Charleston magazine’s fourth annual Charleston Fashion Week took place last week. While there were good times to be had, CFW went down like a dozen glazed donuts, serving up empty calories that provided more glitz than substance.

The event opened full of promise Tuesday evening as the eight Emerging Designer: Southeast Competition finalists presented their collections to a sold-out crowd. Having gained a reputation for introducing future fashion design stars like Carol Hannah Whitfield, who went on to become a Project Runway finalist, and Marysia Reeves, whose collection was featured at Miami Fashion Week and in the pages of the Sports Illustrated swimsuit edition, the event captured the attention of media and fashion heavy-hitters. The young designers’ collections did not disappoint. An impressive array of styles in women’s, men’s, and children’s wear led to the crowning of Larika Page, an incredibly talented designer from Georgia, as the winner.

But during the three nights of CFW that followed the EDC, regional talent was harder to come by as retailers presented what might most accurately be referred to as merchandise shows. Disinterested in watching a reiteration of what is displayed in Banana Republic’s window, media attendance dwindled from the opening night, and paying audiences were left underwhelmed. Having to endure six retail shows per night in order to enjoy one of the notable Featured Designer presentations was frustrating at best. At worst, the commercial retail shows crammed the agenda, leaving little room for local designers.

While last year retailers were generally creative with their presentations — including a particularly memorable James Bond-themed show from iHeart featuring a gold-painted model — this year mostly fell flat. These largely uninspired presentations led to an insufferable show from national retailer Tommy Bahama.

Locally owned boutiques are an important part of Charleston’s culture and, in this economy, the support from events like CFW is crucial. Designer fashion shows and local retailer presentations can be intermixed during the week, but the stores’ merchandise and styling should contribute to the integrity of the event. For instance, Hampden Clothing’s presentation, which used up-and-coming designers’ pieces to create unique looks, was both exciting and commercial. While the role that retailers play in this effort is understandable, Biton’s T-shirt-and-jeans runway opener was, frankly, boring. When CFW charges admission, it owes it to the audience to apply quality standards to all the presentations. Without them, runway shows are merely misrepresented commercials.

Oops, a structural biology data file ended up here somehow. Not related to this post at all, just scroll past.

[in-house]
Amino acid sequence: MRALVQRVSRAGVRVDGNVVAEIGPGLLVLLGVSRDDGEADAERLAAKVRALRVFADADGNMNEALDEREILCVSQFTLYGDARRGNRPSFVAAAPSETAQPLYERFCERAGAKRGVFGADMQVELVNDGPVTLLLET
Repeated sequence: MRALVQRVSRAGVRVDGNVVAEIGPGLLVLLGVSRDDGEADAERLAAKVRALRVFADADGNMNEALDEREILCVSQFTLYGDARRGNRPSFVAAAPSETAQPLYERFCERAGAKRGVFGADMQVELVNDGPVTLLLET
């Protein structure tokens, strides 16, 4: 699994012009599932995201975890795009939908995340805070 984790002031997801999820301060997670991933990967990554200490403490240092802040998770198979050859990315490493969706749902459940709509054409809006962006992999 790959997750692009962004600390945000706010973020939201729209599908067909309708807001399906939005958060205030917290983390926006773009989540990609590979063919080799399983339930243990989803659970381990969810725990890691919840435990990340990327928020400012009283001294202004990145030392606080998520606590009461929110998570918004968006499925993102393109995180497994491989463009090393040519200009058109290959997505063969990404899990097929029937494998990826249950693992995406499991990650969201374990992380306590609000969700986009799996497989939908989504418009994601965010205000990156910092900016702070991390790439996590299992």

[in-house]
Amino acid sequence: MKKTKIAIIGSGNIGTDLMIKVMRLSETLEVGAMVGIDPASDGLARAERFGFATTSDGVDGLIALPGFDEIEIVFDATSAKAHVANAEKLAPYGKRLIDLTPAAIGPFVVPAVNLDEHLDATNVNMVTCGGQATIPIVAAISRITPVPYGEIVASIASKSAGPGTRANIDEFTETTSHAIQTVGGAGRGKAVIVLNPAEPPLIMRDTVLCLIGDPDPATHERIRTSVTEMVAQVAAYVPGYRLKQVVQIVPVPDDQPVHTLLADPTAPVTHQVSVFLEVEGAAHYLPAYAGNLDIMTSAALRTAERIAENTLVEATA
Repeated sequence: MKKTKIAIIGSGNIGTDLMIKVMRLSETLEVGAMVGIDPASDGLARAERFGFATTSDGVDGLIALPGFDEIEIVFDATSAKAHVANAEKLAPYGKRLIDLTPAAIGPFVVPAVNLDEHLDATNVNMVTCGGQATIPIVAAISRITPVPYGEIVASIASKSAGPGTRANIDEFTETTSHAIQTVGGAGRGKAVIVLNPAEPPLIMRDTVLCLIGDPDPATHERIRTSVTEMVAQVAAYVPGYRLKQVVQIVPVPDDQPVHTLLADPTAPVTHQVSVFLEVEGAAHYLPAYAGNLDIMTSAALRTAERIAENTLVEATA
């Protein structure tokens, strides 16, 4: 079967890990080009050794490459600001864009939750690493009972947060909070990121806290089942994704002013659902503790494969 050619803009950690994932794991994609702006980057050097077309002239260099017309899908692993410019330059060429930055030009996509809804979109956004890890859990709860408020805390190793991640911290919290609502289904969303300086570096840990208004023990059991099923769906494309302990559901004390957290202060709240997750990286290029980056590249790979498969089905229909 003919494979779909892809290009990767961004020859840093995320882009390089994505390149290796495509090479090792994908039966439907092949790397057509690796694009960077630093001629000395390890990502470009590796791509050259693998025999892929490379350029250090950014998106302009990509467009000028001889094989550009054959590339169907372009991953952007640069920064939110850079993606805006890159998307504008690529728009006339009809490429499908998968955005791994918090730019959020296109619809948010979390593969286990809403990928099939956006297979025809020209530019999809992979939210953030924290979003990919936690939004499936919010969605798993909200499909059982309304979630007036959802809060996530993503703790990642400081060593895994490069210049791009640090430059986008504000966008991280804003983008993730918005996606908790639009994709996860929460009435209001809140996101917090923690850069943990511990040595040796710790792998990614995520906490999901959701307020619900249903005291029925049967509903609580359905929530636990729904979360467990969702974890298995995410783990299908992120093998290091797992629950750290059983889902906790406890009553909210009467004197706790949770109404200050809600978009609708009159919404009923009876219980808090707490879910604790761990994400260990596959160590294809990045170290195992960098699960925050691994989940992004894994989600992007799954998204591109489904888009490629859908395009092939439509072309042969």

This year’s incarnation marginalized the talent discovery portion of the event, which its reputation was built on. Commercial gimmicks targeted at the lowest common denominator will ultimately hurt the event. Meaningful, lasting success can only be achieved through the discovery and cultivation of regional fashion talent. In its fourth year, CFW is already reaping the benefits from promoting talent in the past, as the now-successful designers return to support the event — Whitfield’s presence this year (with fellow Project Runway alum Logan Neitzel in tow) is a perfect example of industry-savvy relationship building.

Charleston magazine has done the city a huge service by founding CFW, but it is important to recognize that at the end of the day, CFW is a media-run, for-profit venture. The tents in Marion Square Park have done their part by putting the national spotlight on Charleston, and the creative community has started picking up where the magazine’s corporate realities force them to leave off; some of the most inspired fashion presentations were held outside the auspices of CFW, such as Surfing the Runway at Blu and the Cavortress show at Aloft. These types of events are shifting the week’s focus from profitable entertainment to artistic showcase. If this year’s CFW demonstrates anything, it’s that we are naïve to assume that in Marion Square the craft could come before the dollar. But if the rest of Charleston can build and grow around the event, maybe that’s enough.